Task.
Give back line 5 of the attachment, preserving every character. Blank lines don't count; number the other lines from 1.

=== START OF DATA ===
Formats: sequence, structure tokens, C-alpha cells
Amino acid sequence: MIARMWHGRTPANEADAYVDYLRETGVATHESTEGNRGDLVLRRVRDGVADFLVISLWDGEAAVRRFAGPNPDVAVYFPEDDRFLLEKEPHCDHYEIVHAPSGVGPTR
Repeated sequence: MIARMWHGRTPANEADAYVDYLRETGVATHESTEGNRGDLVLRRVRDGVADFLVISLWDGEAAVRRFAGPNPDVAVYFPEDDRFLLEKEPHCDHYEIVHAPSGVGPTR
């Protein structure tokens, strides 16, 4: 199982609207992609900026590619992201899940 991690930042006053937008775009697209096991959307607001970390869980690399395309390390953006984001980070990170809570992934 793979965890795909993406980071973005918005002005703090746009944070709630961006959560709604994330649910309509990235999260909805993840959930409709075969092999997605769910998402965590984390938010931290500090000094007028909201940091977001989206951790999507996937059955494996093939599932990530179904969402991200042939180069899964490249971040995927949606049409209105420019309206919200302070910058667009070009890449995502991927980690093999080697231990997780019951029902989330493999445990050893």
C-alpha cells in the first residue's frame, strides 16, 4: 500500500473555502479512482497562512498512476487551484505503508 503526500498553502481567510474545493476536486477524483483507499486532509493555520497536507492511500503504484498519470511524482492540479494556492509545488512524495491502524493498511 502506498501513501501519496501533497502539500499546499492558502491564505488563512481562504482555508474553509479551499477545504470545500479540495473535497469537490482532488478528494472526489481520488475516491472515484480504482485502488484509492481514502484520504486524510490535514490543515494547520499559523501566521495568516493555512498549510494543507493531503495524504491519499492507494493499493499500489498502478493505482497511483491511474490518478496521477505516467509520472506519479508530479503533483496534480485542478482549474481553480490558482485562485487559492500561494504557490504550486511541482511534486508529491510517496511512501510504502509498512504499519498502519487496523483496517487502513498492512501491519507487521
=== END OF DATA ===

C-alpha cells in the first residue's frame, strides 16, 4: 500500500473555502479512482497562512498512476487551484505503508 503526500498553502481567510474545493476536486477524483483507499486532509493555520497536507492511500503504484498519470511524482492540479494556492509545488512524495491502524493498511 502506498501513501501519496501533497502539500499546499492558502491564505488563512481562504482555508474553509479551499477545504470545500479540495473535497469537490482532488478528494472526489481520488475516491472515484480504482485502488484509492481514502484520504486524510490535514490543515494547520499559523501566521495568516493555512498549510494543507493531503495524504491519499492507494493499493499500489498502478493505482497511483491511474490518478496521477505516467509520472506519479508530479503533483496534480485542478482549474481553480490558482485562485487559492500561494504557490504550486511541482511534486508529491510517496511512501510504502509498512504499519498502519487496523483496517487502513498492512501491519507487521